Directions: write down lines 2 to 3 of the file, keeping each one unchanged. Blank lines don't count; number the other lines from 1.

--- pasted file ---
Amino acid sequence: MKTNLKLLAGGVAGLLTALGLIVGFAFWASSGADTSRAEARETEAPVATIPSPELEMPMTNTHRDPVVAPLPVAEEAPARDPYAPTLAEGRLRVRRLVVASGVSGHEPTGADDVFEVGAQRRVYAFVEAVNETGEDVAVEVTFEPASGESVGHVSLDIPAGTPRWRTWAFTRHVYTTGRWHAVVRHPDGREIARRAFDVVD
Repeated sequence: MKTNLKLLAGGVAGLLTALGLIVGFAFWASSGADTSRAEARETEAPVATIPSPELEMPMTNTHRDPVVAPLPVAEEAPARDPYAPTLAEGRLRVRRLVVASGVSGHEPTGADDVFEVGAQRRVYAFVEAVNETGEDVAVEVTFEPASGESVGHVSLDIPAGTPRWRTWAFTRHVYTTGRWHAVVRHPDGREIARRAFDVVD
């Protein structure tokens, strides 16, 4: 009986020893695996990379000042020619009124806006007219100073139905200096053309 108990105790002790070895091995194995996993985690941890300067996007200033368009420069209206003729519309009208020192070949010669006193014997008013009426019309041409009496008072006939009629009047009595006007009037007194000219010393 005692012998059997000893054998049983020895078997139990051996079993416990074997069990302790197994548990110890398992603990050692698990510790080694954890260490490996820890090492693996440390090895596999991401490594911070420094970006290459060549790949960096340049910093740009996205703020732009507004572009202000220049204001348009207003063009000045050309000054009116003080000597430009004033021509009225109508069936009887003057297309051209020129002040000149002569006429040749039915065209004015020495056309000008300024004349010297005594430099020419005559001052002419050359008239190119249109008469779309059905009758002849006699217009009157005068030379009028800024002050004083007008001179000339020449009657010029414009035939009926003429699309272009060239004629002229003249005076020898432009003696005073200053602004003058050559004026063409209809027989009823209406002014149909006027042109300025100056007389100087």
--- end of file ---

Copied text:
Repeated sequence: MKTNLKLLAGGVAGLLTALGLIVGFAFWASSGADTSRAEARETEAPVATIPSPELEMPMTNTHRDPVVAPLPVAEEAPARDPYAPTLAEGRLRVRRLVVASGVSGHEPTGADDVFEVGAQRRVYAFVEAVNETGEDVAVEVTFEPASGESVGHVSLDIPAGTPRWRTWAFTRHVYTTGRWHAVVRHPDGREIARRAFDVVD
């Protein structure tokens, strides 16, 4: 009986020893695996990379000042020619009124806006007219100073139905200096053309 108990105790002790070895091995194995996993985690941890300067996007200033368009420069209206003729519309009208020192070949010669006193014997008013009426019309041409009496008072006939009629009047009595006007009037007194000219010393 005692012998059997000893054998049983020895078997139990051996079993416990074997069990302790197994548990110890398992603990050692698990510790080694954890260490490996820890090492693996440390090895596999991401490594911070420094970006290459060549790949960096340049910093740009996205703020732009507004572009202000220049204001348009207003063009000045050309000054009116003080000597430009004033021509009225109508069936009887003057297309051209020129002040000149002569006429040749039915065209004015020495056309000008300024004349010297005594430099020419005559001052002419050359008239190119249109008469779309059905009758002849006699217009009157005068030379009028800024002050004083007008001179000339020449009657010029414009035939009926003429699309272009060239004629002229003249005076020898432009003696005073200053602004003058050559004026063409209809027989009823209406002014149909006027042109300025100056007389100087």